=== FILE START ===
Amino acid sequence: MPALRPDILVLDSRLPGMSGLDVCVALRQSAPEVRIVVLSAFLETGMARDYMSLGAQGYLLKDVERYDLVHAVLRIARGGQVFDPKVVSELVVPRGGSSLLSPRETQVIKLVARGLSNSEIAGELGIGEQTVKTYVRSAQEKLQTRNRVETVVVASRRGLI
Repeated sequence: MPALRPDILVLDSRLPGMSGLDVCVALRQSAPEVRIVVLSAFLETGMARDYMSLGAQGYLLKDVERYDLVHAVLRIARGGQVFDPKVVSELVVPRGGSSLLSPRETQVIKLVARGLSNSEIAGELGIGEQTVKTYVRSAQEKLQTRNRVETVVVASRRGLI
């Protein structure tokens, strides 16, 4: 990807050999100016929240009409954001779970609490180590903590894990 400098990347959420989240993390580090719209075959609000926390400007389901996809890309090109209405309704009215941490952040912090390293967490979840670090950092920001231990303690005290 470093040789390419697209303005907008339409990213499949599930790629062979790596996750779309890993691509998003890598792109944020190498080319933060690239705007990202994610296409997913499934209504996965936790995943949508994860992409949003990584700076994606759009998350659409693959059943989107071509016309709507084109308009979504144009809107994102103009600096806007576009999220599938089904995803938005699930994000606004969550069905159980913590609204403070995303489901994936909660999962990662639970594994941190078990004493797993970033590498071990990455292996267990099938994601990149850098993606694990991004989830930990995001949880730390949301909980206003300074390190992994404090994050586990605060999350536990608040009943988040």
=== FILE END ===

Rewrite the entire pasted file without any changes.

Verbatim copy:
Amino acid sequence: MPALRPDILVLDSRLPGMSGLDVCVALRQSAPEVRIVVLSAFLETGMARDYMSLGAQGYLLKDVERYDLVHAVLRIARGGQVFDPKVVSELVVPRGGSSLLSPRETQVIKLVARGLSNSEIAGELGIGEQTVKTYVRSAQEKLQTRNRVETVVVASRRGLI
Repeated sequence: MPALRPDILVLDSRLPGMSGLDVCVALRQSAPEVRIVVLSAFLETGMARDYMSLGAQGYLLKDVERYDLVHAVLRIARGGQVFDPKVVSELVVPRGGSSLLSPRETQVIKLVARGLSNSEIAGELGIGEQTVKTYVRSAQEKLQTRNRVETVVVASRRGLI
């Protein structure tokens, strides 16, 4: 990807050999100016929240009409954001779970609490180590903590894990 400098990347959420989240993390580090719209075959609000926390400007389901996809890309090109209405309704009215941490952040912090390293967490979840670090950092920001231990303690005290 470093040789390419697209303005907008339409990213499949599930790629062979790596996750779309890993691509998003890598792109944020190498080319933060690239705007990202994610296409997913499934209504996965936790995943949508994860992409949003990584700076994606759009998350659409693959059943989107071509016309709507084109308009979504144009809107994102103009600096806007576009999220599938089904995803938005699930994000606004969550069905159980913590609204403070995303489901994936909660999962990662639970594994941190078990004493797993970033590498071990990455292996267990099938994601990149850098993606694990991004989830930990995001949880730390949301909980206003300074390190992994404090994050586990605060999350536990608040009943988040």